Page:A history of Chinese literature - Giles.djvu/43

From Wikisource
Jump to navigation Jump to search
This page has been proofread, but needs to be validated.

Text.—“In summer, in the 5th month, the Sung State made peace with the Ch’u State.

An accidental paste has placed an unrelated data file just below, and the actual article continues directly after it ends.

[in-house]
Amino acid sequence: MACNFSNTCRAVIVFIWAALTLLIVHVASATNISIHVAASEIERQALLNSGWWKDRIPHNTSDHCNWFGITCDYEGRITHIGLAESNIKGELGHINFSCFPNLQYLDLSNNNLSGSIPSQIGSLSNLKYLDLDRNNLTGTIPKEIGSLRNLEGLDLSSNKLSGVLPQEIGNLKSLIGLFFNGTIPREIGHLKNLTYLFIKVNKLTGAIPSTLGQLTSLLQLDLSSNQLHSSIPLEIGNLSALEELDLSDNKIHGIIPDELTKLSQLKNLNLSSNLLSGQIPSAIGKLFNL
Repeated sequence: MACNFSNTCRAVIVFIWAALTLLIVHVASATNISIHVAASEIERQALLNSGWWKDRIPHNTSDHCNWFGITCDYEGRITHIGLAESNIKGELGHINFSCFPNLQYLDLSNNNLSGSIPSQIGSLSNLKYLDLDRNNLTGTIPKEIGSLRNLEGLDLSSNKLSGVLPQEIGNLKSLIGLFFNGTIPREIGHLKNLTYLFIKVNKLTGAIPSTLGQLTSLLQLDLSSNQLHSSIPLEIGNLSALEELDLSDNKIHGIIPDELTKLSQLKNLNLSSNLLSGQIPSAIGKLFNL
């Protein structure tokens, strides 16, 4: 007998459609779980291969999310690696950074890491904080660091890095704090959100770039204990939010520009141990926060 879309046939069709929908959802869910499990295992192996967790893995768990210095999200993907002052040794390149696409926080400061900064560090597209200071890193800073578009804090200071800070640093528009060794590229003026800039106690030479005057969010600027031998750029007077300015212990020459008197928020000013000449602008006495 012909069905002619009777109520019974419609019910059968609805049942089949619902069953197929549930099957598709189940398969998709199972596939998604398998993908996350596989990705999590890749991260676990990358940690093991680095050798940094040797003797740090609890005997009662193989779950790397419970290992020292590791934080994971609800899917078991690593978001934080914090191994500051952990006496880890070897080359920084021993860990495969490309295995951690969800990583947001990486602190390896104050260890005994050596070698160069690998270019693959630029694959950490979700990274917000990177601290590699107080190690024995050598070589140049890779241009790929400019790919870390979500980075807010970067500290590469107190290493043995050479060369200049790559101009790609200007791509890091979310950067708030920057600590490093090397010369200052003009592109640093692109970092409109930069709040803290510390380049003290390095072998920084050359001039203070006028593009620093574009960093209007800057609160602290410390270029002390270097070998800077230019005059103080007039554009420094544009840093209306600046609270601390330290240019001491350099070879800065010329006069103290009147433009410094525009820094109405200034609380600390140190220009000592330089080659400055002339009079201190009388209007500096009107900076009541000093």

“In B.C. 587 King Chuang of Ch’u was besieging the capital of Sung. He had only rations for seven days, and if these were exhausted before he could take the city, he meant to withdraw. He therefore sent his general to climb the ramparts and spy out the condition of the besieged. It chanced that at the same time an officer of the Sung army came forth upon the ramparts, and the two met. ‘How is your State getting on?’ inquired the general. ‘Oh, badly,’ replied the officer. ‘We are reduced to exchanging children for food, and their bones are chopped up for fuel.’ ‘That is bad indeed,’ said the general; ‘I had heard, however, that the besieged, while feeding their horses with bits in their mouths, kept some fat ones for exhibition to strangers. What a spirit is yours!’ To this the officer replied, ‘I too have heard that the superior man, seeing another’s misfortune, is filled with pity, while the ignoble man is filled with joy. And in you I recognise the superior man; so I have told you our story.’ ‘Be of good cheer,’ said the general. ‘We too have only seven days’ rations, and if we do not conquer you in that time, we shall withdraw.’ He then bowed, and retired to report to his master. The latter said, ‘We must now capture the city before we withdraw.’ ‘Not so,’ replied the general; ‘I told the officer we had only rations for seven days.’ King Chuang was greatly enraged at this; but the general said, ‘If a small State like Sung has officers who speak the truth, should not the State of Ch’u have such men also?’ The king still wished to remain, but the general threatened to leave him, and thus peace was brought about between the two States.”